search this site
Planting and care of citrus trees
click here for a printable (.doc) version of this
Citrus likes a warm, sunny
. Most can be planted out in the open here. Frost protection may be necessary on young trees. A few varieties are tender and will
even when they are older. A south or east facing wall will be ideal for these.
best time to plant
citrus trees is when it is warm and the soil is workable. The young trees sulk if their roots can't grow and spread quickly. So wait until the soil isn't soggy, and the nights are warmer than 50F. Anytime from April through October is fine. Citrus are subtropicals: the young trees can be planted very successfully during summer months.
, twice as wide as the container the tree is in. You don't need to dig any deeper than the pot, and it is important that the tree not settle to a point lower than the surrounding grade. Just loosen the soil thoroughly so the roots can make quick growth outward soon after planting. Organic fertilizer can be added to the backfill soil, or applied later.
Loosen the roots gently, and straighten and spread out any that are circling. Backfill only with the soil you dug out. We do not recommend adding soil amendments. Plant so the root ball is
about an inch higher
than the surrounding soil. It's ok if the upper roots are visible. Make a basin around the tree so you can water it thoroughly.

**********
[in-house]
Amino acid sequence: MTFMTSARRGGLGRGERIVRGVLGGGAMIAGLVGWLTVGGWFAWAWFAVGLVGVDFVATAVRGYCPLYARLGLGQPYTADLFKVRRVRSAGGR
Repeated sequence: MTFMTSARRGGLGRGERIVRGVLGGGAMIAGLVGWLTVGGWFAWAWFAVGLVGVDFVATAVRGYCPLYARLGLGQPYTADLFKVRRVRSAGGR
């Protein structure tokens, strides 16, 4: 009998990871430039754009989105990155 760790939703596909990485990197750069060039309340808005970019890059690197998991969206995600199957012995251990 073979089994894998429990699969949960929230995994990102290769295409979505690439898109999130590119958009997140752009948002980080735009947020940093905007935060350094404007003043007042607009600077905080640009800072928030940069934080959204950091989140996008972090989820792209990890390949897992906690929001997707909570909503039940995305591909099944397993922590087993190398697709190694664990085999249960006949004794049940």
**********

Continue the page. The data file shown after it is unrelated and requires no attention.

Water the nursery soil and the soil around it very thoroughly.
for the next 4 - 6 weeks will be important. It is unlikely that the tree will need water more often than every 5 - 7 days, except during very hot or windy spells. You can't rely on your sprinkler system: check the tree every couple of days! During normal weather here a good, thorough soaking once a week is probably fine. If your soil is heavy with more clay, water more slowly and less often. It is ok for the top of the soil to go dry between waterings. Leaves that are yellowing or dropping may indicate watering too often.
Young citrus trees benefit from a
regular fertilizing schedule
(3 - 4 x/year minimum), with a fertilizer that is mostly nitrogen and includes sulfur and some trace elements. Trees that are otherwise healthy may show deficiencies of iron, magnesium, manganese, or zinc in areas with alkaline soil or water. Leaves that are yellow between the veins, or smaller than normal, indicate deficiencies in the plant. Soil sulfur can be added to the planting mix or applied on the surface to lower the pH and correct the yellowing. Older leaves yellowing overall (not just between the veins) indicate a lack of nitrogen.
Citrus leaves may curl and cup for various reasons. Most commonly this is a harmless response to environmental stress: a dry wind or unusually cold or hot spell while new growth is emerging can cause the leaves to buckle and become distorted. Aphids sometimes curl the new leaves; check on the undersides to see if any are present. If so, blast them off with water. Beneficial insects usually take care of aphid infestations. If not, neem or light oil sprays are safe and effective.
Citrus leafminer is a new pest in California whose larva burrows in the leaf under the epidermal layer, making a squiggly line as it progresses down the leaf. It usually shows up mid-summer and continues to attack new, tender growth of the tree into the fall. Although it is unsightly, it is harmless to the tree and doesn't affect the fruit, so we don't recommend spraying for it.
Top of Page
Return to Home Page
© 2009 Don Shor, Redwood Barn Nursery, Inc., 1607 Fifth Street, Davis, Ca 95616
Feel free to copy and distribute this article with attribution to this author.
Click here for Don's other Davis Enterprise articles